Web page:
Trying to control waste in Afghan reconstruction

Notes from Win Tompkins, a PCFR member and student at the Met School:

John Sopko,  who runs the office of the Special Inspector General for Afghan Reconstruction (SIGAR), spoke at Brown University’s Watson institute on Nov. 18.

SIGAR is the temporary agency created by Congress to oversee the billions in American taxpayer money that has been spent on the reconstruction of Afghanistan. Since he took the helm of the agency, in 2008, SIGAR’s work has led to 300 audits, 600 recommendations, 900 investigations and 103 arrests. All those arrests ended with convictions or plea deals. This has been estimated to save U.S.  taxpayers $900 million.

However, corruption within the country is still massive,  in every aspect of society.

Mr, Spoko suggested that  this problem is not being alleviated by Defense Department interference in various projects. The DOD held the opinion that projects such as schools, hospitals and other infrastructure must be built  no matter what, which leads to corruption and waste that the DOD is unwilling or unable to stop.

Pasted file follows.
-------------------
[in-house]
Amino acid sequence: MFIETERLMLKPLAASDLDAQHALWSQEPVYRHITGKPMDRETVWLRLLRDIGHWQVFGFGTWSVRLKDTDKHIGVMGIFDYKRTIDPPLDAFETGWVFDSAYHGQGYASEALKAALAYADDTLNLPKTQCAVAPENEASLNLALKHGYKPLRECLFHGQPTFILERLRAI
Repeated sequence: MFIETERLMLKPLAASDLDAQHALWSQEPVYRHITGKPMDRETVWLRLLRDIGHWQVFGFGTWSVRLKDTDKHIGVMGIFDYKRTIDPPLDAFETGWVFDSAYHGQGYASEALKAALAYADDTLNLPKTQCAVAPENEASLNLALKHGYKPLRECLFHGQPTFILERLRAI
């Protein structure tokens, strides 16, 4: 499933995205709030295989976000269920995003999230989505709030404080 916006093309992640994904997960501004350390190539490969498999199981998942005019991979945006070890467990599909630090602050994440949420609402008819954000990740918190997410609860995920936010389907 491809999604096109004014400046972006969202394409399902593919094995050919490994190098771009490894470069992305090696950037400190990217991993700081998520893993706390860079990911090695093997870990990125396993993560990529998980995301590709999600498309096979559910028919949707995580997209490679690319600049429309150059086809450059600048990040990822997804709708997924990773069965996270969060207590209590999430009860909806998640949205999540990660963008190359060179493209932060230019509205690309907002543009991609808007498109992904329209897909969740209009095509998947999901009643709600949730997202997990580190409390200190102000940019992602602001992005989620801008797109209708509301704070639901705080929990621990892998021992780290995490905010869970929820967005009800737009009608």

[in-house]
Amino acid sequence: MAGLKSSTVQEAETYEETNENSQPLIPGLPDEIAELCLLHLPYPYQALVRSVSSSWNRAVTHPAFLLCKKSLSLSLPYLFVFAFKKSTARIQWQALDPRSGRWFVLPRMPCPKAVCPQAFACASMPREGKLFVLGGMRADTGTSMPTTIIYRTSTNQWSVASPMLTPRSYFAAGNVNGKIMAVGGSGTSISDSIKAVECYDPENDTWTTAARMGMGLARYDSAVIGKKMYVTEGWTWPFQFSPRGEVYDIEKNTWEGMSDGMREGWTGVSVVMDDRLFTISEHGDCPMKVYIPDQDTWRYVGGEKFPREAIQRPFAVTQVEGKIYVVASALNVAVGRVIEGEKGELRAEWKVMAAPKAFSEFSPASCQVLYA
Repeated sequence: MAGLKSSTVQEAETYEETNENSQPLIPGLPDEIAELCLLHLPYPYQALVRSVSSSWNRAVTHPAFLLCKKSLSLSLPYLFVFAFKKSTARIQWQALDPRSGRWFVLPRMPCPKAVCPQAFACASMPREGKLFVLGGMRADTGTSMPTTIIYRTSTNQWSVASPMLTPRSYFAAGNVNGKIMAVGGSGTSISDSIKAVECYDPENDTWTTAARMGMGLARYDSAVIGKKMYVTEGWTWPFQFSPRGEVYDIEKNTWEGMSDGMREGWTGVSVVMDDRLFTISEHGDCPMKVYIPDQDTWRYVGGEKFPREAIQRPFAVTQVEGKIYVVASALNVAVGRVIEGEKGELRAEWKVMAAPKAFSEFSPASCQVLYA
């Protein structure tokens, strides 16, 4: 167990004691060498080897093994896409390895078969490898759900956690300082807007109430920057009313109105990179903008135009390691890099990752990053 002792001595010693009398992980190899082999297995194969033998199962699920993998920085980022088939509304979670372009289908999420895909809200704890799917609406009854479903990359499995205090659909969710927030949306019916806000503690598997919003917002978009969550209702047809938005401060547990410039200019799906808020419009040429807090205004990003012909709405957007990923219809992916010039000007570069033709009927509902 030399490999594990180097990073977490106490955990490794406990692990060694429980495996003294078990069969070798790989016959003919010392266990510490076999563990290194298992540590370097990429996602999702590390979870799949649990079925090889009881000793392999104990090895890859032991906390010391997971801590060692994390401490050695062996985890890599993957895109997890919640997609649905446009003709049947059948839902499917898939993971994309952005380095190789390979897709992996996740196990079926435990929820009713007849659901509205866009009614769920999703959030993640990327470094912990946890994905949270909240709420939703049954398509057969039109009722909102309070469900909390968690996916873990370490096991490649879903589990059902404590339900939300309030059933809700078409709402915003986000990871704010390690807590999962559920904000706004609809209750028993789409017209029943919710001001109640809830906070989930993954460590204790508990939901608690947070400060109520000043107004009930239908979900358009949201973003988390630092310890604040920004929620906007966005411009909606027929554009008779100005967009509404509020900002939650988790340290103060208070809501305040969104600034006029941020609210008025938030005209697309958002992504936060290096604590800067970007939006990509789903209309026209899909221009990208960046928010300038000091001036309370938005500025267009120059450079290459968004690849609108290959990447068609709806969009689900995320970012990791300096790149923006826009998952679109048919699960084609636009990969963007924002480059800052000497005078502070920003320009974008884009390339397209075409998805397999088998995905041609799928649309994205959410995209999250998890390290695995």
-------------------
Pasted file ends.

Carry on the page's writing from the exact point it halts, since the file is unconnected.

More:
Another problem is the poor communication among the U.S., Agency for International Development, DOD and SIGAR, all of which  are carrying out their own agendas and projects and do not  communicate well with each other what they are doing.

 

 

For example, a program meant to assist Afghan women called PROMOTE  was botched when our European allies were not only not made aware that the U.S.  expected them to commit a total of $200 million to the program. Indeed, they were unaware of the program's existence!

 

Corruption undermines the solvency and legitimacy of the Afghan government. People will not trust institutions that shake down its own citizens for money, leading to more support for the Taliban or just general apathy, and a general erosion of the central government’s authority.